i would say you are getting into a world where you won't find the perfect truck. there will be sacrifices which ever way you go. that being said i wouldn't waste time even considering a 1 ton. the payload simply isn't there. yes, you would be able to tow the excavator with it but after unhooking from the trailer you won't be able to carry much gravel. i would only consider a 1 ton if you are hauling mulch primarily. with a 45-5500 or 450-550 you will have much more truck. better safer towing, better capacity wrse milage. the milage and drivability is a pill you have to swallow. it has been well worth it for me. i would suggest considering a 6500 sized truck as well. with this you can do much more and there are bargains to be had for them now. perhaps keep the dodge for when you don't need the big truck. when you do need it it's costs will be paid for by the job it is doing. i have a F350, 4500, and an old C65 chevy gasser. don't use the C65 much but when i need it it's there and worth it's weight in gold. i was able to get it cheap and maintenance has been minimal for it. all it costs when i don't use it is tags. this has been a small price for the conveniance. there are better trucks than the old C65 but none have a better monthly payment.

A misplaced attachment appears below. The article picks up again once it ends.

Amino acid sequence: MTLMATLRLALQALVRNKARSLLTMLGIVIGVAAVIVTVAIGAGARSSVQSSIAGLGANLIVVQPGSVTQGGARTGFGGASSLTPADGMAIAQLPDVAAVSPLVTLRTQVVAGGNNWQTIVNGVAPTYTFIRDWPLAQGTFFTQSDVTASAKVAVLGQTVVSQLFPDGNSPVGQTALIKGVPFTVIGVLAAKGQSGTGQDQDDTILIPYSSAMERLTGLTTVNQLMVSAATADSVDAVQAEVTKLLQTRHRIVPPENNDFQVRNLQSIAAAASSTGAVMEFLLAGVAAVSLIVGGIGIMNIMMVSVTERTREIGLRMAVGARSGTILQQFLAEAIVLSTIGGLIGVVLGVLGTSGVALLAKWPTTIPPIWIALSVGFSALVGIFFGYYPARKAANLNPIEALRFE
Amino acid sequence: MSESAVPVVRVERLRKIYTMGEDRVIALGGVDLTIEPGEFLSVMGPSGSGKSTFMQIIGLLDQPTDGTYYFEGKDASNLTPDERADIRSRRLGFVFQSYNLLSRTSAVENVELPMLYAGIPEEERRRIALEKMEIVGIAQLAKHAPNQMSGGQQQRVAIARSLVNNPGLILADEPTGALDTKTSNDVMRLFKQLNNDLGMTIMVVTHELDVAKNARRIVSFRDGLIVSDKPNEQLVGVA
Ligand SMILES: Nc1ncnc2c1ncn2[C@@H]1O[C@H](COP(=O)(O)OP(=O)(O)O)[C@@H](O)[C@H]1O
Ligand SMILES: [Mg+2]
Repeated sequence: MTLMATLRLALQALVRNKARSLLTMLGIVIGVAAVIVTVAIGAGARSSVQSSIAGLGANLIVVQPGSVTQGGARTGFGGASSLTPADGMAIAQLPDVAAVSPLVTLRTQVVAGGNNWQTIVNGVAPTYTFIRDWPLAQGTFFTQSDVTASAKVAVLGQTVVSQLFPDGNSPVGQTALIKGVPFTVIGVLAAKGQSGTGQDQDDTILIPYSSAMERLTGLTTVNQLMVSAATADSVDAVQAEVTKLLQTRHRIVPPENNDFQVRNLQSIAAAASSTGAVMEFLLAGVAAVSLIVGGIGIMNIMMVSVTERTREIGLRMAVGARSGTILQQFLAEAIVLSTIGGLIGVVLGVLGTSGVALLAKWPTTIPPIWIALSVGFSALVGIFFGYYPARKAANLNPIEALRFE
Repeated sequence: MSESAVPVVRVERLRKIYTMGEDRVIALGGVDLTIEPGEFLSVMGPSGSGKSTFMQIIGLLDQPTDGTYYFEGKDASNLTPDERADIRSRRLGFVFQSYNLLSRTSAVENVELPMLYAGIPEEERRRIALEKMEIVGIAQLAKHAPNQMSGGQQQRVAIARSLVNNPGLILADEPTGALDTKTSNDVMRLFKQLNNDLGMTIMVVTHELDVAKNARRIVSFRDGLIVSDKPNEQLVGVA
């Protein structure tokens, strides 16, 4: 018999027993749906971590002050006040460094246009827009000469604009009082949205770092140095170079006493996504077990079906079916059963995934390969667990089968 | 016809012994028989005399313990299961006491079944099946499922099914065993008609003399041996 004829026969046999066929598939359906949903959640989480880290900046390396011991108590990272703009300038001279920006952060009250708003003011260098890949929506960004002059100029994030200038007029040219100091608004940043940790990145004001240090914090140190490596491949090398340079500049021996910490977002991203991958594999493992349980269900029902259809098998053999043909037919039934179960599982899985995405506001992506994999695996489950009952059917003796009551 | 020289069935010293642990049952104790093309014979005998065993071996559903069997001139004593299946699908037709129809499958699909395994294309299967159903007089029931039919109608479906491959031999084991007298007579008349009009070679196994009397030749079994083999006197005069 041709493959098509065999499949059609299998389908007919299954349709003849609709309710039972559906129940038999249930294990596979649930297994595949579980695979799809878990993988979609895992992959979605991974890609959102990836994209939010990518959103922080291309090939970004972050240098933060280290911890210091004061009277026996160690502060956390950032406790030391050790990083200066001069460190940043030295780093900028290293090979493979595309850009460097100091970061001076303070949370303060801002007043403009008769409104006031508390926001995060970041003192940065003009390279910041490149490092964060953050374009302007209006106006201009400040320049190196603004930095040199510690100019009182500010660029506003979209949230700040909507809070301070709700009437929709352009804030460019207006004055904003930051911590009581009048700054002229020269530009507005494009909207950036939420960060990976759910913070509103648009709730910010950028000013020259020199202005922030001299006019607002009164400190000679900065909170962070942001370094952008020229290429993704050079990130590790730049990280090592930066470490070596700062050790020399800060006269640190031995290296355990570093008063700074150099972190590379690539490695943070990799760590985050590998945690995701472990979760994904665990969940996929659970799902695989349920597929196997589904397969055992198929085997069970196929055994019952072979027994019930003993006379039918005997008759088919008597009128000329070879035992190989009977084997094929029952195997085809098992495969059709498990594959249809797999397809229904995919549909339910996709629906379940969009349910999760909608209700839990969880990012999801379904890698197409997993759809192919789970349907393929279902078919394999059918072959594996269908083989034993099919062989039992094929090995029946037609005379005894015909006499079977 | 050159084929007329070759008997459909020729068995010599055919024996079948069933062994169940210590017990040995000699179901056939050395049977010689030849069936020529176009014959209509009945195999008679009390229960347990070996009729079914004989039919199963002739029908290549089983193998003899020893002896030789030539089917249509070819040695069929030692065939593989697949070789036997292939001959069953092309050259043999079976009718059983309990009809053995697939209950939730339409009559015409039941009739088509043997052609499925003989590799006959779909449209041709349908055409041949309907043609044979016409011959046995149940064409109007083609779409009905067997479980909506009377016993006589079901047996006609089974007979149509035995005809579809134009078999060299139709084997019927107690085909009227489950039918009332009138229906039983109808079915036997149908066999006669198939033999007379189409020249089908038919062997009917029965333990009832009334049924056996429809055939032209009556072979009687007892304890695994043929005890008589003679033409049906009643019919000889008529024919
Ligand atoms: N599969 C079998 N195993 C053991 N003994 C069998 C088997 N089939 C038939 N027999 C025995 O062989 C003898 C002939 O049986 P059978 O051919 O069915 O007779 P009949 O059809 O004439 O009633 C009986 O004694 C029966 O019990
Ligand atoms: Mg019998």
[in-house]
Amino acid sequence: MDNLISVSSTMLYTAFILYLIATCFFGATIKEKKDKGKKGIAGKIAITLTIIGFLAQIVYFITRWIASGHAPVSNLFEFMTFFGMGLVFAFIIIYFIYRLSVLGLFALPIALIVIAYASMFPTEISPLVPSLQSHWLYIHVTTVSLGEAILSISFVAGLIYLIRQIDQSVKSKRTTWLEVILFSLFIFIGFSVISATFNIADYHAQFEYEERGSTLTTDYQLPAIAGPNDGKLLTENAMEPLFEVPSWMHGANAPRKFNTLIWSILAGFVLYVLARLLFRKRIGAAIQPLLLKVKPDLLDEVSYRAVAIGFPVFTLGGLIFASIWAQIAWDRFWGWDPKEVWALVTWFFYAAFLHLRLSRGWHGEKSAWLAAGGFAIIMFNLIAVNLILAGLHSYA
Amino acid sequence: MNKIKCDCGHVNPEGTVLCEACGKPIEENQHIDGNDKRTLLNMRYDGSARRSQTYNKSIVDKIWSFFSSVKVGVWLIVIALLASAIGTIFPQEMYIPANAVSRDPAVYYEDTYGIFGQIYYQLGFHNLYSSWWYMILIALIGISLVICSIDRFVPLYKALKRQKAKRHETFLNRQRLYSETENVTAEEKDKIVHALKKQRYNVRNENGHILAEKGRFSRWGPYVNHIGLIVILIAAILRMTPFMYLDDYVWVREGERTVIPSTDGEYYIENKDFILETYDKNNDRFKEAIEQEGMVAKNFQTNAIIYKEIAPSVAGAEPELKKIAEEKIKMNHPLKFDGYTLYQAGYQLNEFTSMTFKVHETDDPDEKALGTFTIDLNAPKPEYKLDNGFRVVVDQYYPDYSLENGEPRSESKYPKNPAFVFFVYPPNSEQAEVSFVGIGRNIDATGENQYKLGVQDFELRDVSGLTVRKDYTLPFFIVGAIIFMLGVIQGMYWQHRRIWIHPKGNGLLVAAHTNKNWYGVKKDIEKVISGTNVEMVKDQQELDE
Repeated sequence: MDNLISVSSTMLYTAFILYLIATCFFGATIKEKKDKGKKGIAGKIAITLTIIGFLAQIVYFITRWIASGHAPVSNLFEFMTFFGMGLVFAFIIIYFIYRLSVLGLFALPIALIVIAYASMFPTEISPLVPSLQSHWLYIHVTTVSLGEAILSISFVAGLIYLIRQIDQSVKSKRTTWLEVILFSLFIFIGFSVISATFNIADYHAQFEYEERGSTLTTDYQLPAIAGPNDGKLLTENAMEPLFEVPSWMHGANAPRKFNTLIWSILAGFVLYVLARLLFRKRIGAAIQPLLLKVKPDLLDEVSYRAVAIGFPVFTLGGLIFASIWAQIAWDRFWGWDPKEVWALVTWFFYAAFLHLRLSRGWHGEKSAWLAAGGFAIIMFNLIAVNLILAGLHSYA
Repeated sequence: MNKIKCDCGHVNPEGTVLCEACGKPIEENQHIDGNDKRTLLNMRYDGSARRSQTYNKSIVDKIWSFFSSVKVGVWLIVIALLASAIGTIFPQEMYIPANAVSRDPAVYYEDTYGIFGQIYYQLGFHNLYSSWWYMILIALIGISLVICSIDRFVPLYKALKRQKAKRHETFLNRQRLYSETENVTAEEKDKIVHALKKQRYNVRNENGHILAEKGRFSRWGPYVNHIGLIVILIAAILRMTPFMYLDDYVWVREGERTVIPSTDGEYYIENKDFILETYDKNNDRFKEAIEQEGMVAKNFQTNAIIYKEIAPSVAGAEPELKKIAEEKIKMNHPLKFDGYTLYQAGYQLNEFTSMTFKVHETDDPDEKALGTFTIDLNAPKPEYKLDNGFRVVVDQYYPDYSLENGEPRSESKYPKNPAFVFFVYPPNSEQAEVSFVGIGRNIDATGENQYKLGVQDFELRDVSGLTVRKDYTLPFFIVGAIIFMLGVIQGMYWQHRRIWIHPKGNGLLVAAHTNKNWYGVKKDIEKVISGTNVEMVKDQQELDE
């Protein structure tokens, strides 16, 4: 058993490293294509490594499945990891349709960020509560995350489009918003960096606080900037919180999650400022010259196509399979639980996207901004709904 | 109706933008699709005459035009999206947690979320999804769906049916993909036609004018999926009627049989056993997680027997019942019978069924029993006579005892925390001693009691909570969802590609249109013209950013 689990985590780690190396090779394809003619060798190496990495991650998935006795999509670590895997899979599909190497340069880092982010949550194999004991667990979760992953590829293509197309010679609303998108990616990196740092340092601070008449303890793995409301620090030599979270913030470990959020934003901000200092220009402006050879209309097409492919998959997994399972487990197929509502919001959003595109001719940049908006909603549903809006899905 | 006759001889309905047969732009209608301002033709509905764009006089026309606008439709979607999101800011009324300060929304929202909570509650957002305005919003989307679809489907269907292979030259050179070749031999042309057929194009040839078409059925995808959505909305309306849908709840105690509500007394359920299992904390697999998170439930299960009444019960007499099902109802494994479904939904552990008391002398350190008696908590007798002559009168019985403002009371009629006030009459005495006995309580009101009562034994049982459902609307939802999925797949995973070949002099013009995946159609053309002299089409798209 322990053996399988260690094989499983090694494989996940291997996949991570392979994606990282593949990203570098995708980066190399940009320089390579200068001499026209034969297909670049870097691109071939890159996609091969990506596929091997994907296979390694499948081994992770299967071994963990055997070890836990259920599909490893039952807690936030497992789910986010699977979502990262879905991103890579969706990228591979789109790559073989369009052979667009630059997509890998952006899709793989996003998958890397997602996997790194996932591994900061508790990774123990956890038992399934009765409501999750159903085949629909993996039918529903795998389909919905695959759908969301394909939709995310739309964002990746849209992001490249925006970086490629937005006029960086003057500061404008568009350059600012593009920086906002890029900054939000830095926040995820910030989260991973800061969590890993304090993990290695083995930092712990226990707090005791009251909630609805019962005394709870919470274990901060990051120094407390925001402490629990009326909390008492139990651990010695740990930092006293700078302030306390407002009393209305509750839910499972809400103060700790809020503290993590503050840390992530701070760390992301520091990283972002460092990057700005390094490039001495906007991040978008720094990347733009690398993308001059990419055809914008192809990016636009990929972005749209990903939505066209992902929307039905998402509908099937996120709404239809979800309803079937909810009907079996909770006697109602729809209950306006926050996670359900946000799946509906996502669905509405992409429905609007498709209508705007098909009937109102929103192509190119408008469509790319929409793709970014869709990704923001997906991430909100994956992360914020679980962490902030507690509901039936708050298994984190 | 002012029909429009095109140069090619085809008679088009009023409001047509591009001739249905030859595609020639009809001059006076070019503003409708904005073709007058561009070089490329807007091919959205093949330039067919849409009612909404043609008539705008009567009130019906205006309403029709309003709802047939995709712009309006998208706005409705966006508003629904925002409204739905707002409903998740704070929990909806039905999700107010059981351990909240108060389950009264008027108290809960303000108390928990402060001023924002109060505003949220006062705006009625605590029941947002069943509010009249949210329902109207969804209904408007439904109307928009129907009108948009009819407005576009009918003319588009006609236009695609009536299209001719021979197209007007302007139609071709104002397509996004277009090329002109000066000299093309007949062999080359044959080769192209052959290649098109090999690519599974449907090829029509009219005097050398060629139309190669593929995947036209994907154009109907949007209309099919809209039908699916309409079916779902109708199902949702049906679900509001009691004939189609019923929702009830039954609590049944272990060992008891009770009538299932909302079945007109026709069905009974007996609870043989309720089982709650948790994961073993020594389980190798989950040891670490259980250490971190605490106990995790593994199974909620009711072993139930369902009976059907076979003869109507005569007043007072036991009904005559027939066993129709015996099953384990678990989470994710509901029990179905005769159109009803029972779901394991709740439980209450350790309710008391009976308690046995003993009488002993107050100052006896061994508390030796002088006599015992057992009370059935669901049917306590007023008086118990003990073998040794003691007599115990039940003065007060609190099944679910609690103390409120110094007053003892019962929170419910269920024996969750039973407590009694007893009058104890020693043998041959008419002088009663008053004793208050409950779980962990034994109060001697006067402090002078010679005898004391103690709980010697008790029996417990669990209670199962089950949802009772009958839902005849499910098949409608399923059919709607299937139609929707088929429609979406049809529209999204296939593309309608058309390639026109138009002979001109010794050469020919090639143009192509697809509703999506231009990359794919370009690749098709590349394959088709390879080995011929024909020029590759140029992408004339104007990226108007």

good luck,
     
  7. tnmtn

    tnmtn LawnSite Bronze Member
    from NE Tn.
    Posts: 1,019

    just to add i am always towing or hauling with the 4500. towing either 7 or 9 tons depending on which machine is going.
    good luck,
     
  8. stuvecorp

    stuvecorp LawnSite Fanatic
    Posts: 5,215